North Korean leader Kim Jong-il has ordered his officials to arrange a meeting with a high-ranking US official, possibly with President George W. Bush, a news report said yesterday.
Kim told his Foreign Ministry to make arrangements for a visit to the North by a prominent US figure, personally mentioning Bush, former President George H.W. Bush and Secretary of State Condoleezza Rice as possible visitors, South Korea's Yonhap news agency reported, citing an anonymous source familiar with North Korean affairs.
Officials at South Korea's Unification Ministry and Foreign Ministry couldn't confirm the report.
The latest round of international talks on North Korea's nuclear program in Beijing produced a landmark accord Monday where Pyongyang agreed to abandon its nuclear program in exchange for economic aid, security assurances and improved ties with the US.
After the talks, chief US negotiator Christopher Hill said he was willing to visit North Korea to keep channels of communication open, but many factors would determine whether such a visit could be made.
North Korea has long tried to engage the US in bilateral talks, believing such meetings would boost its international status and help it win bigger concessions at the nuclear talks also involving China, Japan, Russia and South Korea.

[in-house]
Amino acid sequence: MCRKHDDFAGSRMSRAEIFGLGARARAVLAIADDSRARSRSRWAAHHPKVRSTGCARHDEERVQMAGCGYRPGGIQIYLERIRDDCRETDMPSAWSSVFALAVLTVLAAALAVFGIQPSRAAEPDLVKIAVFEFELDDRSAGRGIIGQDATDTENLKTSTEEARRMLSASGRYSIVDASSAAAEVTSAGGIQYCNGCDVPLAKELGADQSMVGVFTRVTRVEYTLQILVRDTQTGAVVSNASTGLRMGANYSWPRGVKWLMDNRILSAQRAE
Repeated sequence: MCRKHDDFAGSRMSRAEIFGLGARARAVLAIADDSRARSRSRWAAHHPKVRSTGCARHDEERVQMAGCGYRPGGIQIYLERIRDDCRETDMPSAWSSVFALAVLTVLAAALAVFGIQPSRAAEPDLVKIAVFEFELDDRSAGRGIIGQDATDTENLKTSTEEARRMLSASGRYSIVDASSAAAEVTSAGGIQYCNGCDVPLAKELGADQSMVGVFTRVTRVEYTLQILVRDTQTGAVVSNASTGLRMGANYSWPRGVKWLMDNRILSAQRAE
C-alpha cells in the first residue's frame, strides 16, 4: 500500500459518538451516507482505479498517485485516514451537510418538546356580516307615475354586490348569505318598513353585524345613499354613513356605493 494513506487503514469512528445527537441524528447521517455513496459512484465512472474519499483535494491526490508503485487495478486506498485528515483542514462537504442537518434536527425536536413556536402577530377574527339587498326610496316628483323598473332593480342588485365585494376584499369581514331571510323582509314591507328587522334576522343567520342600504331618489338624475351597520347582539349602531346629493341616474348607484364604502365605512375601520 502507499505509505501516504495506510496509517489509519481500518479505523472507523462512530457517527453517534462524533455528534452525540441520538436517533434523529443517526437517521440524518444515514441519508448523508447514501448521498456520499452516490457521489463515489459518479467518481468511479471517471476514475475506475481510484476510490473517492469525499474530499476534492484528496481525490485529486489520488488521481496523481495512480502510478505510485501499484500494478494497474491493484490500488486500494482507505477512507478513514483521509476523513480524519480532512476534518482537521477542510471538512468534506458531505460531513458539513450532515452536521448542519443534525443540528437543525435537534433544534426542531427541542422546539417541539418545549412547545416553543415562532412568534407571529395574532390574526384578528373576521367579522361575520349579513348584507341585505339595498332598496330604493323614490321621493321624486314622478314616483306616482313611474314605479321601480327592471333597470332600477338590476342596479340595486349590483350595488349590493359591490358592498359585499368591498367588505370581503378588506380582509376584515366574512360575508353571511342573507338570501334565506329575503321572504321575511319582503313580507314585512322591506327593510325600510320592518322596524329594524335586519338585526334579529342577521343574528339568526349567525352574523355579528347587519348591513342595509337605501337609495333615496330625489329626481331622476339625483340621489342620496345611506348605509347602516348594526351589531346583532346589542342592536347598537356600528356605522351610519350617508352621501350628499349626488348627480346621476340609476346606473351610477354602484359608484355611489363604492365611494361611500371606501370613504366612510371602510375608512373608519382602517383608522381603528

In October 2000, then-US Secretary of State Madeleine Albright visited Pyongyang and met the North Korean leader.
Pyongyang said that US envoy Christopher Hill was welcome to visit and that no conditions would be attached.
"If Christopher Hill is willing to visit my country with an intention of resolving the nuclear issue, then we would always welcome him," North Korea's Deputy Foreign Minister Choe Su-hon told a group of reporters, including China's Xinhua news agency.
"There will be no condition if he is willing to come to my country with a view to resolving the nuclear issue and other issues of his concern," he said at the North Korean mission to the UN in New York.
On Tuesday the Stalinist nation warned it would not dismantle its nuclear weapons until the US delivered light-water reactors to allow it to generate power, casting doubt on its commitments.
Washington says the reactors would be discussed only after North Korea abandons its nuclear weapons in a verifiable manner.
Despite the rhetoric, Choe said his government had noticed that the US attitude towards North Korea had changed recently, highlighted by the joint statement in which the US pledged to recognize North Korea's sovereignty.
"This is different from what the United States has been saying [in past years]," he said.